Philosophy is vital to the study of education, and a sound knowledge of different philosophical perspectives leads to a deeper engagement with the choices and commitments you make within your educational practice. This introductory text provides a core understanding of often difficult philosophical concepts. By introducing key thinkers in the context of wider themes and frameworks, it creates meaningful connections between theories and links them to different aspects of, and perspectives on, education. Accessibly written, Education and Philosophy carefully analyses the common assumptions and conflicted history of education, provoking questioning about its nature and purposes. Thinking critically about education in this way will give students on undergraduate Education Studies degrees, initial teacher education and Masters-level courses a fuller command of their own role and practice.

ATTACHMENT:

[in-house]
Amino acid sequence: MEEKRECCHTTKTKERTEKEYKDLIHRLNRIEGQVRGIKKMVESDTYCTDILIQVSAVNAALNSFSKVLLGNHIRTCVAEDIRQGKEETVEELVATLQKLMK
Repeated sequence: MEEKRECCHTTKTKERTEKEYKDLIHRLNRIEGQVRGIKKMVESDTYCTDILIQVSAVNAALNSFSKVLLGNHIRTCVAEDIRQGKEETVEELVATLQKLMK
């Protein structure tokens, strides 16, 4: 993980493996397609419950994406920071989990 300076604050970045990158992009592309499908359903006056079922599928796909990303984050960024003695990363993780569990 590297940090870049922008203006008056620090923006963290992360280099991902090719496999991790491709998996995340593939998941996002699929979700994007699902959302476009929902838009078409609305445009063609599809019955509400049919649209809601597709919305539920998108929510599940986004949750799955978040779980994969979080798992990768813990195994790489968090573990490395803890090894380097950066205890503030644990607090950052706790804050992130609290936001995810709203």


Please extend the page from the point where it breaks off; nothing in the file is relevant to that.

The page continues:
The idea of a university

In 1950 the political philosopher Michael Oakeshott wrote an essay, ‘The idea of a university’. It is essentially a defence of liberal education at a time when it was under increasing threat from the utilitarian or instrumentalist ideas of education we have met with in previous chapters – ideas which are based on the assumption that education’s primary purpose is to serve the national economy. Oakeshott presents a picture of the university as a moment in time in which the undergraduate (generally assumed to be male) can experience a ‘break in the tyrannical course of irreparable events … a moment in which to taste the mystery [of the world] without the necessity of at once seeking a solution’.1 He ...

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